Hong Kong activist Joshua Wong has been disqualified from entering the upcoming District Council election.

Wong is the only person to be disqualified by an electoral officer from the November 24 race.

"October 26" Joshua Wong Dorothy Ma
Photo: inmediahk.net.

Returning Officer Dorothy Ma, who manages election affairs, asked Wong about his political stance twice before she went on sick leave last week.

Laura Liang Aron, the Yau Tsim Mong district officer, replaced Ma last Thursday. She asked the Demosisto activist about his political stance for a third time before disqualifying him.

Aron wrote that in Wong’s first two replies, he did not give direct answers as to whether Hong Kong independence was an option if Hongkongers were allowed self-determination. Though Wong and his group have denied they hold a pro-independence stance, they have stated that citizens should be given the right to choose the city’s political direction.

Aron said that she asked Wong the question again, and – in his reply – he quoted a statement by Chinese President Xi Jinping on October 13 who said that any attempt to split China “will end in crushed bodies and shattered bones.” Wong said he would not support independence as an option because of the threat.

However, Aron did not accept Wong’s claim: “As a matter of objective reasoning, Mr Wong, by quoting and referring to President Xi Jinping’s statement made as recently as in October 2019 as a ‘stern threat’ in his 3rd reply, was suggesting that both Demosisto and he were pressed to saying that they have given up the notion as a compromise, instead of a genuine intention,” she wrote.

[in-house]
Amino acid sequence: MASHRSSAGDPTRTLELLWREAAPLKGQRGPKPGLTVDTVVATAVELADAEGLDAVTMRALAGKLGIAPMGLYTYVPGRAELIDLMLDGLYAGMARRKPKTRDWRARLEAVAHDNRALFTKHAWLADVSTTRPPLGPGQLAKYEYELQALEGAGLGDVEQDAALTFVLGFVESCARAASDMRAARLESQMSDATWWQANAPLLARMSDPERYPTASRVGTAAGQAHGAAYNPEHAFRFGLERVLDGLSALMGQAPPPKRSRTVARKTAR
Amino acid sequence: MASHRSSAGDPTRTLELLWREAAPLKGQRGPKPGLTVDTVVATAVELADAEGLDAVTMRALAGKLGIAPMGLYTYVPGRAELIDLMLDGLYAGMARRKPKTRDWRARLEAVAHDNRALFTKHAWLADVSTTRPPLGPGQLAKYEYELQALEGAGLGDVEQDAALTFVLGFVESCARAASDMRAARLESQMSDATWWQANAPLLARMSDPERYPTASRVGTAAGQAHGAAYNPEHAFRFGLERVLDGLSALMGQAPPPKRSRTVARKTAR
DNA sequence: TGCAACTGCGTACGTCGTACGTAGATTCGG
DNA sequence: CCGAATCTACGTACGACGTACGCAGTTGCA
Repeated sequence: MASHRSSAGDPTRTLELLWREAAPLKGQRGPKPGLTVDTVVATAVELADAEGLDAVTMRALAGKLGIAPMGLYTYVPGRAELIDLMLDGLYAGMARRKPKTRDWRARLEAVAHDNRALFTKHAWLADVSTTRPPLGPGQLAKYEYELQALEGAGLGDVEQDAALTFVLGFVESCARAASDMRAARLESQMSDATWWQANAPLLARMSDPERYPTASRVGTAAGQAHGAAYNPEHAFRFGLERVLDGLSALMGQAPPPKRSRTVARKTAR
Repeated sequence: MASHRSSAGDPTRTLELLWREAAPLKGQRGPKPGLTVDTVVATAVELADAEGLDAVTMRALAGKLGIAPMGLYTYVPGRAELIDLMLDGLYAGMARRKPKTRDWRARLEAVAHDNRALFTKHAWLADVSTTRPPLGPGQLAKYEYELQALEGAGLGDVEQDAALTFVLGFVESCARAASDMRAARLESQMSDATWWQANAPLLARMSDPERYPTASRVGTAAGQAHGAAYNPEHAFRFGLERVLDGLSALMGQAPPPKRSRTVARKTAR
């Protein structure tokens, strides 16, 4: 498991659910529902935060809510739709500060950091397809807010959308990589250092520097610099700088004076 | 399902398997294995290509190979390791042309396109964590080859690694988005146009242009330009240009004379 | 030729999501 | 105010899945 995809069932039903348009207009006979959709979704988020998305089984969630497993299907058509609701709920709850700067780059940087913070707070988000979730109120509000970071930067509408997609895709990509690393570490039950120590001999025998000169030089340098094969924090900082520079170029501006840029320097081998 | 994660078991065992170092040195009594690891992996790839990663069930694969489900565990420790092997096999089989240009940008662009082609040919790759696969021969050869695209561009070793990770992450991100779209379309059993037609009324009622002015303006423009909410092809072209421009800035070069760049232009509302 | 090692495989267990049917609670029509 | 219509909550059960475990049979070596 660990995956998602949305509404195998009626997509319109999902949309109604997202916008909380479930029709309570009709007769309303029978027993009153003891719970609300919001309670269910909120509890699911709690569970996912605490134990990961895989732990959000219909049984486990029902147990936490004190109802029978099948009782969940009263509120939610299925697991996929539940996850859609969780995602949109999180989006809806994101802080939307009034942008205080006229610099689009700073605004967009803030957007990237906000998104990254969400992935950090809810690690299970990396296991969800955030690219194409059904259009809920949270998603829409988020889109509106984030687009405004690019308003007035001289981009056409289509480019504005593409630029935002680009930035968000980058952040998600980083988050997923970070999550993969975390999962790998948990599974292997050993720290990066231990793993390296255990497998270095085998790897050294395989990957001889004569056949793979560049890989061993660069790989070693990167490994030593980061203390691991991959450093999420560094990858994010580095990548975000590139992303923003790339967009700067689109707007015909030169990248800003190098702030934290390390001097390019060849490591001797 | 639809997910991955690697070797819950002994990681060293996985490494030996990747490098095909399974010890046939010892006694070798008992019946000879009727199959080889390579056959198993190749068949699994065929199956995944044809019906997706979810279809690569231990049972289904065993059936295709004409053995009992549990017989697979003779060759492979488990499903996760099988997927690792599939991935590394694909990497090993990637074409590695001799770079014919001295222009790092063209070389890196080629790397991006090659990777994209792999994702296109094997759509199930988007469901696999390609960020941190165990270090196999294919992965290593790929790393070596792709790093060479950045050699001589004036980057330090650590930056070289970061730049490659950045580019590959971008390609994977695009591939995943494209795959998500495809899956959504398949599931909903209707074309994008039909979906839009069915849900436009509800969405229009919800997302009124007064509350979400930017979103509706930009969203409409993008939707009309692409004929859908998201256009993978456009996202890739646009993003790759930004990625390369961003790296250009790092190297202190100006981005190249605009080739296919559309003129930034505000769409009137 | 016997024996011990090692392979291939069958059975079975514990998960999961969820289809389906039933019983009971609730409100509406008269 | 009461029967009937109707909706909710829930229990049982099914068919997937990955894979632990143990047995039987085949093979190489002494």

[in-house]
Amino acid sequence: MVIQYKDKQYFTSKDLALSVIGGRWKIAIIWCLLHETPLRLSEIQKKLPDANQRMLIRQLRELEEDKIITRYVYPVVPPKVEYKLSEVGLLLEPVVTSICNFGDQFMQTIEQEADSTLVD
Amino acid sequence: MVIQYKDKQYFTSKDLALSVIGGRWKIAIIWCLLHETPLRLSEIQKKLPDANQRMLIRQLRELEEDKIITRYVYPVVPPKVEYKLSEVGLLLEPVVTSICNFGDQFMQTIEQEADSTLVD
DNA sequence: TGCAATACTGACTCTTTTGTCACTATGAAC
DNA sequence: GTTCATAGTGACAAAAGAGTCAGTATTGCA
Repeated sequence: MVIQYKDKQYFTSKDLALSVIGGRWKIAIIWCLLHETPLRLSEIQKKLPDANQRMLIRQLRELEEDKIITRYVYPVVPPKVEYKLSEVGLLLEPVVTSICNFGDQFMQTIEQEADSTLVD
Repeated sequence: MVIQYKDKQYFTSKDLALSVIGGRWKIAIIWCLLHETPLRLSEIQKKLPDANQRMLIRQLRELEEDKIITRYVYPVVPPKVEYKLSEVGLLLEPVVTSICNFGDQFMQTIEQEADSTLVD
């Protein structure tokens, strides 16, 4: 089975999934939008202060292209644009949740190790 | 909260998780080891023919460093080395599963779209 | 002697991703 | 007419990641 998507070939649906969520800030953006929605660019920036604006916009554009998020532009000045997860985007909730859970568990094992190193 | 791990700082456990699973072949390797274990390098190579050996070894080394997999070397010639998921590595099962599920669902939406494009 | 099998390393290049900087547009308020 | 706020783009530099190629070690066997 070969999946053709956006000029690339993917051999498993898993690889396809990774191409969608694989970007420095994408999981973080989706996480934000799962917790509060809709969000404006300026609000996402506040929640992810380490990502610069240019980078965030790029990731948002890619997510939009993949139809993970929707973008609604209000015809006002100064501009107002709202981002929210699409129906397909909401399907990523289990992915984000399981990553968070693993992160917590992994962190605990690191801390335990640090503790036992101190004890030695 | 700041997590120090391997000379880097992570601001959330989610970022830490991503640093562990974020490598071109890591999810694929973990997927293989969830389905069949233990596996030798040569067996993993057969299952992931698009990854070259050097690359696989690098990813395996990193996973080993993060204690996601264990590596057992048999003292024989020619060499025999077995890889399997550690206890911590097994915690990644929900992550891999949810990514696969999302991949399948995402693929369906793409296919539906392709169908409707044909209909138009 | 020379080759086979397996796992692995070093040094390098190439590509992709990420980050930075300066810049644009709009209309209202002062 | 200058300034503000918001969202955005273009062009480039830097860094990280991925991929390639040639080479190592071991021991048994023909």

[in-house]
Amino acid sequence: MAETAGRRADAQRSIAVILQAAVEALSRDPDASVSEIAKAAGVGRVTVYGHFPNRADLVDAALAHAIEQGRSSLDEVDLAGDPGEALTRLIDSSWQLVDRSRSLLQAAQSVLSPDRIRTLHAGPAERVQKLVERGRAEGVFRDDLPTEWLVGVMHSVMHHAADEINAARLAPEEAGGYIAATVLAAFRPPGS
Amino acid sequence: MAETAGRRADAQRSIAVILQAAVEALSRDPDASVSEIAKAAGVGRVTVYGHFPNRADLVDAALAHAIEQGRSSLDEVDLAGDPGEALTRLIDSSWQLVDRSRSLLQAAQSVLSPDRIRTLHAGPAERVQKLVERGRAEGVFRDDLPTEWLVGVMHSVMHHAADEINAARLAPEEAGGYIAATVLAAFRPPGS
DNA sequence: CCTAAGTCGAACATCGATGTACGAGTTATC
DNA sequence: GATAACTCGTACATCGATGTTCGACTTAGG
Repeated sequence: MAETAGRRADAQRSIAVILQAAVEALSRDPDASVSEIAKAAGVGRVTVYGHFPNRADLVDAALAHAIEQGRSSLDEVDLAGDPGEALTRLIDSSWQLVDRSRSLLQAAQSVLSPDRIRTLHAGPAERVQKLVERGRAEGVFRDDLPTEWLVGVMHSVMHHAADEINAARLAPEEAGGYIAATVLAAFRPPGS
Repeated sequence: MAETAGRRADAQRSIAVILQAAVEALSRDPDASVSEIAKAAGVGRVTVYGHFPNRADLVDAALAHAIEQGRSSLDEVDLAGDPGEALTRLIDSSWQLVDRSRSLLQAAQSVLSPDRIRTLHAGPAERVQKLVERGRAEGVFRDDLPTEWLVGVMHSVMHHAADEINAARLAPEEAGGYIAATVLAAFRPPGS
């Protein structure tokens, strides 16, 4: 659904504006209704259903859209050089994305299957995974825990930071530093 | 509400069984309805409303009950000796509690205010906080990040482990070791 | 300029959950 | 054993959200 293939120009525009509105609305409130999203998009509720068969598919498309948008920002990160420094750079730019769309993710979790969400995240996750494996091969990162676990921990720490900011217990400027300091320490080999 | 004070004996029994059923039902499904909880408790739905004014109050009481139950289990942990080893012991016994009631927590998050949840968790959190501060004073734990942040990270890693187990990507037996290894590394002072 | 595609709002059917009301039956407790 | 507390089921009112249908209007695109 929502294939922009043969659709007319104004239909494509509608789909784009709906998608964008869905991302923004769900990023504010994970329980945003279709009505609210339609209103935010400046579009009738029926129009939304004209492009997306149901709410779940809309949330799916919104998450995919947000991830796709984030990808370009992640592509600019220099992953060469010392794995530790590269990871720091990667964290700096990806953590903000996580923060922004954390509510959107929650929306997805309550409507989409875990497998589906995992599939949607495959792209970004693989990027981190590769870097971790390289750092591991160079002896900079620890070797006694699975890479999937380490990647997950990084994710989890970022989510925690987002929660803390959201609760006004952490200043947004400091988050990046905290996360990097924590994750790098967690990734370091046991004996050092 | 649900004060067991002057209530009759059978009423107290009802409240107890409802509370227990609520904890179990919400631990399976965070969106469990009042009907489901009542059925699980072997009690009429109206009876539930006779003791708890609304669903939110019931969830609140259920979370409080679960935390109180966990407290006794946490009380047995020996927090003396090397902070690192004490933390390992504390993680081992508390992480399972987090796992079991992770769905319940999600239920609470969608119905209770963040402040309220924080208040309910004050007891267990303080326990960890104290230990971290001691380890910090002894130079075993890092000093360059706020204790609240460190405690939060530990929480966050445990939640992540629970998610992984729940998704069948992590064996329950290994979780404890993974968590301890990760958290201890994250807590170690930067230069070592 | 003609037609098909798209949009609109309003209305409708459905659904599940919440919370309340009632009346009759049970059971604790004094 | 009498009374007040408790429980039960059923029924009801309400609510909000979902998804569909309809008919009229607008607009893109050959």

Xi Jinping
Xi Jinping. Photo: Kremlin.

Aron accused Wong of providing a misleading statement that he and Demosisto had abandoned the notion of independence as an option for Hong Kong’s future: “Viewed objectively, clear doubts remain on the truthfulness of his claim… that neither Demosisto nor himself promote and support the notion given the way in which Mr Wong was addressing the direct questions repeatedly put to him,” she wrote.

In a Facebook page, Wong said his disqualification amounted to censorship: “I strongly condemn the government for conducting political screening and censorship, depriving me of my political rights.”


In a press release on Tuesday morning, the government said it agreed with the decision which was made over Wong’s advocacy of “self-determination” for Hong Kong. Previously, Demosisto’s Agnes Chow was disqualified from an election race on similar grounds.

“The candidate cannot possibly comply with the requirements of the relevant electoral laws, since advocating or promoting ‘self-determination’ is contrary to the content of the declaration that the law requires a candidate to make to uphold the Basic Law and pledge allegiance to the HKSAR,” the statement read.

basic law hong kong one country two systems legal
Photo: GovHK.

It said that “a person advocates or promotes self-determination or independence by any means” cannot uphold the city’s mini-constitution: “There is no question of any political censorship, restriction of the freedom of speech or deprivation of the right to stand for elections as alleged by some members of the community.”

Wong submitted his nomination form on October 4. Judy Chan and Kelvin Lam are also running in Wong’s South Horizons West constituency.

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Kris Cheng is a Hong Kong journalist with an interest in local politics. His work has been featured in Washington Post, Public Radio International, Hong Kong Economic Times and others. He has a BSSc in Sociology from the Chinese University of Hong Kong. Kris is HKFP's Editorial Director.